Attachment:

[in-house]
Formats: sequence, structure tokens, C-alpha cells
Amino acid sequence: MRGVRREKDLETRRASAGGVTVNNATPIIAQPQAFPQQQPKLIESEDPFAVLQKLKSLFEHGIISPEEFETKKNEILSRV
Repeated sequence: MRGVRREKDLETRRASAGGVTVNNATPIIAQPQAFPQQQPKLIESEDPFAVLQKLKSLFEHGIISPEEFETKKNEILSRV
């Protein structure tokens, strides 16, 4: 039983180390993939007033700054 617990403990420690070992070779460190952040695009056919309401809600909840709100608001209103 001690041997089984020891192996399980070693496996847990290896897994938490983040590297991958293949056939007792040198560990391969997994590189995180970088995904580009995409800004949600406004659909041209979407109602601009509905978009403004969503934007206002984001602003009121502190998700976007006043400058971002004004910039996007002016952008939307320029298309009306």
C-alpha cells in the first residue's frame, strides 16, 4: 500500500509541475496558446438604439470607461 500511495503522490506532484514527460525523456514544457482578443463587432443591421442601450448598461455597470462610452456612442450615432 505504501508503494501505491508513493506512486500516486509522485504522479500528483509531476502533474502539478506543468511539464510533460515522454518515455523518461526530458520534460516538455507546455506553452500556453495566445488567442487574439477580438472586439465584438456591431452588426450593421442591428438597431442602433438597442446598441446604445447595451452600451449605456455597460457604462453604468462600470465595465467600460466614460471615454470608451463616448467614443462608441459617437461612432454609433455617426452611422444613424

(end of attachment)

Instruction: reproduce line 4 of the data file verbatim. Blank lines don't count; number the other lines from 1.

Repeated sequence: MRGVRREKDLETRRASAGGVTVNNATPIIAQPQAFPQQQPKLIESEDPFAVLQKLKSLFEHGIISPEEFETKKNEILSRV